Pegasus Capital

What goes down can stay down, so said the Central Bankers in key financial markets around the world as they continue to keep global interest rates artificially low. The Fed led the way with the announcement that it will buy additional mortgage-backed securities at $40bn a month and keep rates on hold at 0.25pc, possibly until at least mid-2015. Shortly thereafter, the Japanese announced a further $10bn of QE to assist their faltering economy and the UK too kept rates unchanged and QE steady at £375bn.

The only exception to this Global consensus and co-ordination was Europe! Despite the Europeans (golfers that is) showing over the weekend that they can combine together brilliantly with a clear game plan and perfect execution, the European politicians lack the same sort of vision and continue to prevaricate. The markets were buoyant when Draghi announced that the ECB would make an unconditional pledge to preserve price stability for the Euro by buying bonds of those countries whose borrowing costs are prohibitively high (QE in disguise). Once they read the small print the markets realised that any offer was conditional on those countries asking for help and submitting to a fiscal future in the hands of outsiders and they swiftly lost any ground they had gained.

The UK has not been immune with Moody’s announcing we could lose our AAA rating, and as our trade deficit narrowed and business optimism was at a 20 year low, we may even see a reduction in interest rates to 0.25% in Q4 rather than more QE.

From a market perspective LIBOR interest rates (out to 1 year) continued to tighten in with a flattening of the Yield Curve and Fixed Term rates (longer than 1 year) ending lower by a couple of bps out to 15 years but wider a couple bps from 20 years onwards. According to the market Base Rate expectations are unchanged with another cut expected in 2012/13 and increasing again from 2014. Base Rates over 1% still not expected until 3rd Quarter 2016.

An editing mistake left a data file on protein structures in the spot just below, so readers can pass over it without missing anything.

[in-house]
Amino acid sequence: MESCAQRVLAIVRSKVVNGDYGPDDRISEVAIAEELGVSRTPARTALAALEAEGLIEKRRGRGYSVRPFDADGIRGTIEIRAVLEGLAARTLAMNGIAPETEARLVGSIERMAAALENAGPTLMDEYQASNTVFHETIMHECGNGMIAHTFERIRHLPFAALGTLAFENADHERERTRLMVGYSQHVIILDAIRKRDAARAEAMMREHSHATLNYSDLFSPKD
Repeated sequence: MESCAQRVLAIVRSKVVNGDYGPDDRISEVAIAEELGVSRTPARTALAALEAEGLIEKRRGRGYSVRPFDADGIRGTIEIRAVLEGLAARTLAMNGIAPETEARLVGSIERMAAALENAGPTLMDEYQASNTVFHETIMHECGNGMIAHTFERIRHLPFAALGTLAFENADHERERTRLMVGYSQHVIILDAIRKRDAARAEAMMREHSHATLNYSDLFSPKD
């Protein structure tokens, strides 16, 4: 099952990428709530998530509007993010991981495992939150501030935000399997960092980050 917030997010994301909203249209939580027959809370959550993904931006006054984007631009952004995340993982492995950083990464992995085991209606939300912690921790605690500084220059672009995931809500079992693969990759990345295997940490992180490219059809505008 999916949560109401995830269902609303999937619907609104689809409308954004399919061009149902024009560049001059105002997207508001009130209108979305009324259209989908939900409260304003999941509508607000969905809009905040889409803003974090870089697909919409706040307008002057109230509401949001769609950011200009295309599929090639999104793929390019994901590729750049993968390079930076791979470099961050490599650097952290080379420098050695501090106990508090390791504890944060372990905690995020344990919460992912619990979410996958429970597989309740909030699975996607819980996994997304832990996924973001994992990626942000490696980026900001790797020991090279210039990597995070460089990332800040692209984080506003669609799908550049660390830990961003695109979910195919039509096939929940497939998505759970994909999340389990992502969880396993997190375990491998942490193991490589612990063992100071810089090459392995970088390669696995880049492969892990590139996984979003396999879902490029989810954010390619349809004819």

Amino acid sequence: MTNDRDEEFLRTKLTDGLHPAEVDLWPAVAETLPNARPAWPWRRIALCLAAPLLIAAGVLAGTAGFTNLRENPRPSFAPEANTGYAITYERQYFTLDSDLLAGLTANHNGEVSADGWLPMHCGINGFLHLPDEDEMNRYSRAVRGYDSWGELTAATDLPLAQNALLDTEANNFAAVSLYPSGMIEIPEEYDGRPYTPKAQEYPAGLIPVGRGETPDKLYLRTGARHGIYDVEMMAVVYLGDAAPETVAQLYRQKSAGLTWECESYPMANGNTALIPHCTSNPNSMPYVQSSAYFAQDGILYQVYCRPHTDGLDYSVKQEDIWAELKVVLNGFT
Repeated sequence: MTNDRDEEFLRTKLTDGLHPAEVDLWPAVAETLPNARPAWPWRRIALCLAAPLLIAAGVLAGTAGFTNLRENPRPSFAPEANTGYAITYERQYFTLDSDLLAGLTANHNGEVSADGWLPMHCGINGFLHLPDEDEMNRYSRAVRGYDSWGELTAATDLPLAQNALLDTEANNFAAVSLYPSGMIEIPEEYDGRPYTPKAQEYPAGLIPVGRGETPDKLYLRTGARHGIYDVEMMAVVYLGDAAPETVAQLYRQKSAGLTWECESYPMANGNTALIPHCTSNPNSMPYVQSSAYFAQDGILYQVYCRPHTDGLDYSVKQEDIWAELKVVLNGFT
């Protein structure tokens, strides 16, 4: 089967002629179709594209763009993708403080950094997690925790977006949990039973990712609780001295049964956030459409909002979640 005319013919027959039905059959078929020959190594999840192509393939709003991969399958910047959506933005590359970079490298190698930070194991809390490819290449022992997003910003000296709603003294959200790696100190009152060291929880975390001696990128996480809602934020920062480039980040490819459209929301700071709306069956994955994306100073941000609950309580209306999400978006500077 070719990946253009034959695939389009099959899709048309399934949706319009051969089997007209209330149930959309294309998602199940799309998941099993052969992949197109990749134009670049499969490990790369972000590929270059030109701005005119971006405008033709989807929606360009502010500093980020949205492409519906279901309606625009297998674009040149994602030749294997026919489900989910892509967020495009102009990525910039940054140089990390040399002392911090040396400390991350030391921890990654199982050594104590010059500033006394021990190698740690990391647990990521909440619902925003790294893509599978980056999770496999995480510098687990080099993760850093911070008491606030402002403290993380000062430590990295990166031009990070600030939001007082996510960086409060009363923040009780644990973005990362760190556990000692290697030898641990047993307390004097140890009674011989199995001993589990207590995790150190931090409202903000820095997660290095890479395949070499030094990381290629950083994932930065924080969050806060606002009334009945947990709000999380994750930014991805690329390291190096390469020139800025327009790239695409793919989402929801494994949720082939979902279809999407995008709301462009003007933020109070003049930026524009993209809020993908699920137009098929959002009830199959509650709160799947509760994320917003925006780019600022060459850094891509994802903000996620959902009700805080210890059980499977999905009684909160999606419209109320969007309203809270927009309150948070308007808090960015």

UK Government  Bond yields were higher. The 10 year UK Gilt Benchmark closed at a yield of 1.7270%  (1.4640%) and the 30 year UK Gilt Benchmark closed at a yield of 3.068% (2.944%).

In the Foreign Exchange Market GBP was stronger against the USD$ at 1.6155 (1.5864)  but slightly weaker against the EURO at 1.2547 (1.2620)

In the credit markets the UK Banks all tightened in, with RBS, Lloyds and Santander Uk around 40bp tighter, Barclays and Nationwide around 20bp tighter and HSBC a slight 0.5bp tighter.

Tags: Europe

PegasusCapital - Mon 1st Oct

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A View from the Bridge - July 2017

The primary driver of the recent rise in UK swap rates has been a more hawkish tilt from certain members of the Bank of England’s monetary policy committee. This has been predicated on more recent inflation outturns coming in above levels anticipated when the BOE last published its quarterly inflation forecasts in early May and that CPI will rise above the 3% level in the coming months before moderating as past effects of foreign exchange rate weakness work their way through the economy.

PegasusCapital - Thu 3rd Aug